By Jacqueline Cutler
Three of the most majestic — certainly the most democratic — words in the English language are the start of the United States Constitution: “We the people.”
To see how the Constitution continues to be brought to life, Peter Sagal (pictured) of NPR’s Wait Wait … Don’t Tell Me! news quiz show sets out across the country on a customized red, white and blue Harley-Davidson, interviewing various people along the way. The result is PBS’ four-week series Constitution USA With Peter Sagal.
“The great thing about Wait Wait … Don’t Tell Me! is it treats everything with no respect,” Sagal says. “This was the opportunity to talk about something I care about without having to make a joke.”
What comes through in Constitution USA is how seriously people take the Constitution.
“It’s epic!” says Yale University law professor Akhil Amar. “It’s actually the most democratic deed in the history of planet Earth.”
Using clever graphics and weaving in interviews, Sagal examines the history of the document and demonstrates how it remains relevant. Among the ways he illustrates states’ rights versus federal law is by showing a medical marijuana supplier in Oakland, Calif., who frets about going to prison. His business, though state-sanctioned, is illegal under federal law. In Missoula, Mont., Sagal talks with a gun enthusiast, Gary Marbut, who feels the federal government is too far-reaching.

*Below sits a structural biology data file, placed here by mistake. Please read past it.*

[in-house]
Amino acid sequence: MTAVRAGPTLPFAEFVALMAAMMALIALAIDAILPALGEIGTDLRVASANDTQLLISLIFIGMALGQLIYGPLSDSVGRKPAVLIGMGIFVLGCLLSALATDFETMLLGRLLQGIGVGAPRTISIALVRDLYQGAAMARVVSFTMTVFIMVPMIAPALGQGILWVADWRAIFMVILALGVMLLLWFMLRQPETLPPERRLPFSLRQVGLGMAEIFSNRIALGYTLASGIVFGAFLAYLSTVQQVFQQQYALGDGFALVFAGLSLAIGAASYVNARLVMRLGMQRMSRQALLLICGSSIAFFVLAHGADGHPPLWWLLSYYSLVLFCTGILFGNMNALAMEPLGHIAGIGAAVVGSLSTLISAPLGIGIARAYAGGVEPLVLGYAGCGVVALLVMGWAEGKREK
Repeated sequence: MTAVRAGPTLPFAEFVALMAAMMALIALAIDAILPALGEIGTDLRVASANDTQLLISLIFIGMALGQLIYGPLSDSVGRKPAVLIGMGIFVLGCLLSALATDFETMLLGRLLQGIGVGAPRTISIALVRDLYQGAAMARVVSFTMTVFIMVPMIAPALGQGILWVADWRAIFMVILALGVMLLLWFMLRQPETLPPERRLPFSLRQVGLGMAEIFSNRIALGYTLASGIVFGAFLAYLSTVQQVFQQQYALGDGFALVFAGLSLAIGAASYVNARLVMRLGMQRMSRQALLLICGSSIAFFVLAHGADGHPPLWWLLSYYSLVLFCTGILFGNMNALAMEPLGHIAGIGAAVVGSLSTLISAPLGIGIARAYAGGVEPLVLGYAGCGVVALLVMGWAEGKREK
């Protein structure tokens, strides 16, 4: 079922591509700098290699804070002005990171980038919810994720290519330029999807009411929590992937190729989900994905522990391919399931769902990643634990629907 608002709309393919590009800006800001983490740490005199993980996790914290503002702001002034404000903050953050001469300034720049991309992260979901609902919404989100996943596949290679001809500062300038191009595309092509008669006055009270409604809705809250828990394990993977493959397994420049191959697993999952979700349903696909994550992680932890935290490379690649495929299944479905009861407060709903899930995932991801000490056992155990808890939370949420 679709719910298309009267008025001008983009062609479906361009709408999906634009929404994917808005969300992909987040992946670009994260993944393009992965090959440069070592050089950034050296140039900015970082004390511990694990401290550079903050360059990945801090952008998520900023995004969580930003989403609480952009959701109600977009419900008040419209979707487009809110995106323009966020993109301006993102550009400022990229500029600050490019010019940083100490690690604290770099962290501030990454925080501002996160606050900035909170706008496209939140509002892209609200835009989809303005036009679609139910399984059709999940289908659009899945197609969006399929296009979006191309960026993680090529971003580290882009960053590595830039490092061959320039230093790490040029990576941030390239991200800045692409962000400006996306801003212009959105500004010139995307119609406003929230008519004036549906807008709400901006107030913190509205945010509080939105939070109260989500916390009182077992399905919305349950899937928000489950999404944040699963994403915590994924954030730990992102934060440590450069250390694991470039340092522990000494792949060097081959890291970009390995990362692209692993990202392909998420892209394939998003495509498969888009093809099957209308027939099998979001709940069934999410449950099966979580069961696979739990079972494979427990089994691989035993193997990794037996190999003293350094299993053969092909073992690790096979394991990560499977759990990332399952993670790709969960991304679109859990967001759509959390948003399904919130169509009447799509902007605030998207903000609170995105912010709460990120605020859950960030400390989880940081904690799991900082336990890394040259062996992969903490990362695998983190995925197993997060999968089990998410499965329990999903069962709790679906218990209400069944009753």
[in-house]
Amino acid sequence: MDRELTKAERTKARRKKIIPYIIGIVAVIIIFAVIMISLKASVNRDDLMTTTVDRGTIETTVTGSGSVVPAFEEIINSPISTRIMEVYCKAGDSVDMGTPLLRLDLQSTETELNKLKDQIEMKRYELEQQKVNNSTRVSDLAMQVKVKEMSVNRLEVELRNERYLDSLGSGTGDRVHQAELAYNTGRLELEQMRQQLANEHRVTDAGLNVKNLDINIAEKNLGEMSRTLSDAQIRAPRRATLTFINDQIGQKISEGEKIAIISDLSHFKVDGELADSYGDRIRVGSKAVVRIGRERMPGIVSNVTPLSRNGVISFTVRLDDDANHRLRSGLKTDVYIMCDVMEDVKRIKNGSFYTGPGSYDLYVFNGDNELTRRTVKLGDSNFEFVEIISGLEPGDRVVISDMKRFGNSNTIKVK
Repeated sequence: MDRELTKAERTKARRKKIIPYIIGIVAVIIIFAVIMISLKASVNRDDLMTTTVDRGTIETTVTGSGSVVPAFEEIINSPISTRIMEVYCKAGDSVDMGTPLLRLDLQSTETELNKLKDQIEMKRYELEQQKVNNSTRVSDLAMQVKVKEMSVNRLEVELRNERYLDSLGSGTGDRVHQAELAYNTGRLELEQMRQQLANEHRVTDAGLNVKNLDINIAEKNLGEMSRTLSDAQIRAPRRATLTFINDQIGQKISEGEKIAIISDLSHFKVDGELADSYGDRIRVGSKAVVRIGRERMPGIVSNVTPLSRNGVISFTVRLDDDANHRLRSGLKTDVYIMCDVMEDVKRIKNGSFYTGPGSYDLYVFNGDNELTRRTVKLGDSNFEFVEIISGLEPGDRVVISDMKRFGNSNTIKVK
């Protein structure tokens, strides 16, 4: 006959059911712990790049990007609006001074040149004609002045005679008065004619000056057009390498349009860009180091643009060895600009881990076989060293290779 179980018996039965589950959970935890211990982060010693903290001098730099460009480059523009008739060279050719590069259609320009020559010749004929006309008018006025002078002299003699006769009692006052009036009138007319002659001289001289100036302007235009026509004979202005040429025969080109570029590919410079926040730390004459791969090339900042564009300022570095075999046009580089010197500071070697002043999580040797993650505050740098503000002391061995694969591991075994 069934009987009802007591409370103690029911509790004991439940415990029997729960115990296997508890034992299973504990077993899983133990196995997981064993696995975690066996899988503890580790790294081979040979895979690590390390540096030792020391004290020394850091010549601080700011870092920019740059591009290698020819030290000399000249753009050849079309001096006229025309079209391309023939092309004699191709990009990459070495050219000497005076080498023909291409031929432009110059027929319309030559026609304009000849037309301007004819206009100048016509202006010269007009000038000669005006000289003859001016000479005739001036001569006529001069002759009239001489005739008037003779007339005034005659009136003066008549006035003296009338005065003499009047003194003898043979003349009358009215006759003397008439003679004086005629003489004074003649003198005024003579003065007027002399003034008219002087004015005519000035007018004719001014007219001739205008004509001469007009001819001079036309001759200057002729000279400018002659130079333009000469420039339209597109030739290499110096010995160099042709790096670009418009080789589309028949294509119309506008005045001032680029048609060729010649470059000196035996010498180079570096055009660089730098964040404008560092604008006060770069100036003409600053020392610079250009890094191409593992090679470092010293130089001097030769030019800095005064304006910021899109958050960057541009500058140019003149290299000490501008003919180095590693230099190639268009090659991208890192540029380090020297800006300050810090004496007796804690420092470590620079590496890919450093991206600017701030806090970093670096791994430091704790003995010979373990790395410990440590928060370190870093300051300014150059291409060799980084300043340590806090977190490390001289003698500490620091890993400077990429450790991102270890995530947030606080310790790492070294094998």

“The state government is much more subject to the will of the people because it is closer to the people,” Marbut says.
Constitution USA reveals how Americans constantly grapple with the Constitution.
“What needs to be taught more, what people need to understand, is that the Constitution provides us with a method to answer the question, not the means,” Sagal says.
Sagal reminds us how vibrant the document is by introducing viewers to people like Minnijean Brown Trickey. Now a gray-haired elderly woman, she’s remembered as one of the Little Rock Nine students, who integrated public schools there with protection from federal troops. Trickey and a soldier who protected her from the protesters reunite in front of the high school, living examples of those first three words, “We the people.”
Constitution USA With Peter Sagal premieres May 7 at 9pm ET, and airs Tuesdays through May 28 (check local listings).
Constitution USA With Peter Sagal: Courtesy of Christopher Buchanan/Insignia Films